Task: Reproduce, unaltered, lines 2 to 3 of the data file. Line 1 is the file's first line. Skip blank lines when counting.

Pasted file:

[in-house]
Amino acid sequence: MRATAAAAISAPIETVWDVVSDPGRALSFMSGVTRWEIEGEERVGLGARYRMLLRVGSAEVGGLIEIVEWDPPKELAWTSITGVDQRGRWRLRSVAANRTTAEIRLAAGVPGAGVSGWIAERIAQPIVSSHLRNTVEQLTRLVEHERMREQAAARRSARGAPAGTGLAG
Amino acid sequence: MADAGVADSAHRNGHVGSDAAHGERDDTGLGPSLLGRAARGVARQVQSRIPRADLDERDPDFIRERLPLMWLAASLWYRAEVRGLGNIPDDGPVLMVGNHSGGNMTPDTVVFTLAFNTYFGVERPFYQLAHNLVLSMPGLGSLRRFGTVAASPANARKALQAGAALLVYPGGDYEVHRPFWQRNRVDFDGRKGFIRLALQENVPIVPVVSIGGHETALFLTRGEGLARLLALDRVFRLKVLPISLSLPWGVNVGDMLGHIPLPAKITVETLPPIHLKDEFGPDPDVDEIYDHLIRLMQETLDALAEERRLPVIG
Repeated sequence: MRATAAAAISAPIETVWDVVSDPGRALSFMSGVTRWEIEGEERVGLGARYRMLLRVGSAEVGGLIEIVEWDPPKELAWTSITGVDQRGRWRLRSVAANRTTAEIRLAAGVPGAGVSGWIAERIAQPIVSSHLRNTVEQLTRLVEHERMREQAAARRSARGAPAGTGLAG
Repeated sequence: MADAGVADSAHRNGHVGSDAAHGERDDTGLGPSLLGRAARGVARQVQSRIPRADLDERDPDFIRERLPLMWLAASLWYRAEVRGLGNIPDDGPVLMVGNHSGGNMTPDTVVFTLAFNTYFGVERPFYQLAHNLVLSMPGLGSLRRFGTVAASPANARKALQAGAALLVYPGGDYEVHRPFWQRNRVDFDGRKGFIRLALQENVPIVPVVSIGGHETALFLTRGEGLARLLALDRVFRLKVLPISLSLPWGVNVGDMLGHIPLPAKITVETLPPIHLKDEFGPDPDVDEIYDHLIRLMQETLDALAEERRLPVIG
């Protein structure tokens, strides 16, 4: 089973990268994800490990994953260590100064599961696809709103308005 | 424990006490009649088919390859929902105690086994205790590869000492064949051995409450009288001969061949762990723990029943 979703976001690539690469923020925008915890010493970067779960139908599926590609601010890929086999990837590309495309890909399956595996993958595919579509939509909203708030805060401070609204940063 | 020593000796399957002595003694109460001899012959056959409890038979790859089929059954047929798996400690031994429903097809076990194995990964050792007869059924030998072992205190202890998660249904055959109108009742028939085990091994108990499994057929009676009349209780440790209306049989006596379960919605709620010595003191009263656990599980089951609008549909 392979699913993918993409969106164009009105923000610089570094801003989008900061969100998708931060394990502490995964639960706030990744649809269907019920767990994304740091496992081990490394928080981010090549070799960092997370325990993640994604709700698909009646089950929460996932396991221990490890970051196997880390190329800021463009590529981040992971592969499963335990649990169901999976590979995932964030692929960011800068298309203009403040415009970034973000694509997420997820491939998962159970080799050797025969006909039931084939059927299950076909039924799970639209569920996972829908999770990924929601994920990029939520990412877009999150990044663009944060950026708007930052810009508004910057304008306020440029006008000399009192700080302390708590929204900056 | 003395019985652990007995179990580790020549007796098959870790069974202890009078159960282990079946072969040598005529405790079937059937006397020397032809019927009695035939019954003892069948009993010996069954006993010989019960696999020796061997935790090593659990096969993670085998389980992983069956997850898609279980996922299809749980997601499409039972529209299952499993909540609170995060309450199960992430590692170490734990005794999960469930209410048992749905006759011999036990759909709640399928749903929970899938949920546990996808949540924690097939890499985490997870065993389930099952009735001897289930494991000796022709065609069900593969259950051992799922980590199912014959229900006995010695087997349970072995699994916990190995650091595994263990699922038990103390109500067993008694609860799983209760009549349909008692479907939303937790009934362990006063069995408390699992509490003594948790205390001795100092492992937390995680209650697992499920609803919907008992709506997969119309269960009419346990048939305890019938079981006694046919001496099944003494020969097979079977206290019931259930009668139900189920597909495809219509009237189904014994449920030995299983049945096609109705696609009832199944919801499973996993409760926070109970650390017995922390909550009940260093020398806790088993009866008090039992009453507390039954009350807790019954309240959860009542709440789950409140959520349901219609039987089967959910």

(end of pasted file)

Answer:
Amino acid sequence: MRATAAAAISAPIETVWDVVSDPGRALSFMSGVTRWEIEGEERVGLGARYRMLLRVGSAEVGGLIEIVEWDPPKELAWTSITGVDQRGRWRLRSVAANRTTAEIRLAAGVPGAGVSGWIAERIAQPIVSSHLRNTVEQLTRLVEHERMREQAAARRSARGAPAGTGLAG
Amino acid sequence: MADAGVADSAHRNGHVGSDAAHGERDDTGLGPSLLGRAARGVARQVQSRIPRADLDERDPDFIRERLPLMWLAASLWYRAEVRGLGNIPDDGPVLMVGNHSGGNMTPDTVVFTLAFNTYFGVERPFYQLAHNLVLSMPGLGSLRRFGTVAASPANARKALQAGAALLVYPGGDYEVHRPFWQRNRVDFDGRKGFIRLALQENVPIVPVVSIGGHETALFLTRGEGLARLLALDRVFRLKVLPISLSLPWGVNVGDMLGHIPLPAKITVETLPPIHLKDEFGPDPDVDEIYDHLIRLMQETLDALAEERRLPVIG